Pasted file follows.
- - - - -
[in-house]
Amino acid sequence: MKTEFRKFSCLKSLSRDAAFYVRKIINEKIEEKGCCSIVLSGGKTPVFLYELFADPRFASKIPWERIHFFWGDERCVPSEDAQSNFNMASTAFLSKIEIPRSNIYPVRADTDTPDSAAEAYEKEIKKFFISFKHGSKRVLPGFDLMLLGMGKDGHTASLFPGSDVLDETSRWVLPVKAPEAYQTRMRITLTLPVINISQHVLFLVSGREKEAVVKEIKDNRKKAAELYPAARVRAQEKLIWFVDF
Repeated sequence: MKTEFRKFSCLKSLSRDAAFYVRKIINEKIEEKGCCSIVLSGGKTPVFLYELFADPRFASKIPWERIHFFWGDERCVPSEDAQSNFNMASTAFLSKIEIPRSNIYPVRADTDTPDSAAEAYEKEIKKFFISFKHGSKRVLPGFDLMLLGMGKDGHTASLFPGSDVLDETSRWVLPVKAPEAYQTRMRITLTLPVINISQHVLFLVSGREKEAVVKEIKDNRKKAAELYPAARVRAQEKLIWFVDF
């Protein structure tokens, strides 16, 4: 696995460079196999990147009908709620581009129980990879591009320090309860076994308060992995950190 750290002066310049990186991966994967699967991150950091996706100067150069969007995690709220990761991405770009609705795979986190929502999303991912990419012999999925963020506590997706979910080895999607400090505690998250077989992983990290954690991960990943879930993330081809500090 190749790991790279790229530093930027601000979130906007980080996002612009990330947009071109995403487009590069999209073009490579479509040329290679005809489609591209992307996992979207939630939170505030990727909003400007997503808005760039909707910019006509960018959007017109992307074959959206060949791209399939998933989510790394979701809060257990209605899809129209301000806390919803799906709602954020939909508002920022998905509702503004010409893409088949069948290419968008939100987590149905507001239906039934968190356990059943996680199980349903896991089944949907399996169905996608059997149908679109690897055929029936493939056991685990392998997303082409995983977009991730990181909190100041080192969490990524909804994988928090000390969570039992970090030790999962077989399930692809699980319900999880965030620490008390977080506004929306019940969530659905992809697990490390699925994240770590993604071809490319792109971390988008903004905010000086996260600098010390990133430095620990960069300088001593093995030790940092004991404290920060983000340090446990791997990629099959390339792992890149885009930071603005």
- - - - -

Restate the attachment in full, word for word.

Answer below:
[in-house]
Amino acid sequence: MKTEFRKFSCLKSLSRDAAFYVRKIINEKIEEKGCCSIVLSGGKTPVFLYELFADPRFASKIPWERIHFFWGDERCVPSEDAQSNFNMASTAFLSKIEIPRSNIYPVRADTDTPDSAAEAYEKEIKKFFISFKHGSKRVLPGFDLMLLGMGKDGHTASLFPGSDVLDETSRWVLPVKAPEAYQTRMRITLTLPVINISQHVLFLVSGREKEAVVKEIKDNRKKAAELYPAARVRAQEKLIWFVDF
Repeated sequence: MKTEFRKFSCLKSLSRDAAFYVRKIINEKIEEKGCCSIVLSGGKTPVFLYELFADPRFASKIPWERIHFFWGDERCVPSEDAQSNFNMASTAFLSKIEIPRSNIYPVRADTDTPDSAAEAYEKEIKKFFISFKHGSKRVLPGFDLMLLGMGKDGHTASLFPGSDVLDETSRWVLPVKAPEAYQTRMRITLTLPVINISQHVLFLVSGREKEAVVKEIKDNRKKAAELYPAARVRAQEKLIWFVDF
């Protein structure tokens, strides 16, 4: 696995460079196999990147009908709620581009129980990879591009320090309860076994308060992995950190 750290002066310049990186991966994967699967991150950091996706100067150069969007995690709220990761991405770009609705795979986190929502999303991912990419012999999925963020506590997706979910080895999607400090505690998250077989992983990290954690991960990943879930993330081809500090 190749790991790279790229530093930027601000979130906007980080996002612009990330947009071109995403487009590069999209073009490579479509040329290679005809489609591209992307996992979207939630939170505030990727909003400007997503808005760039909707910019006509960018959007017109992307074959959206060949791209399939998933989510790394979701809060257990209605899809129209301000806390919803799906709602954020939909508002920022998905509702503004010409893409088949069948290419968008939100987590149905507001239906039934968190356990059943996680199980349903896991089944949907399996169905996608059997149908679109690897055929029936493939056991685990392998997303082409995983977009991730990181909190100041080192969490990524909804994988928090000390969570039992970090030790999962077989399930692809699980319900999880965030620490008390977080506004929306019940969530659905992809697990490390699925994240770590993604071809490319792109971390988008903004905010000086996260600098010390990133430095620990960069300088001593093995030790940092004991404290920060983000340090446990791997990629099959390339792992890149885009930071603005």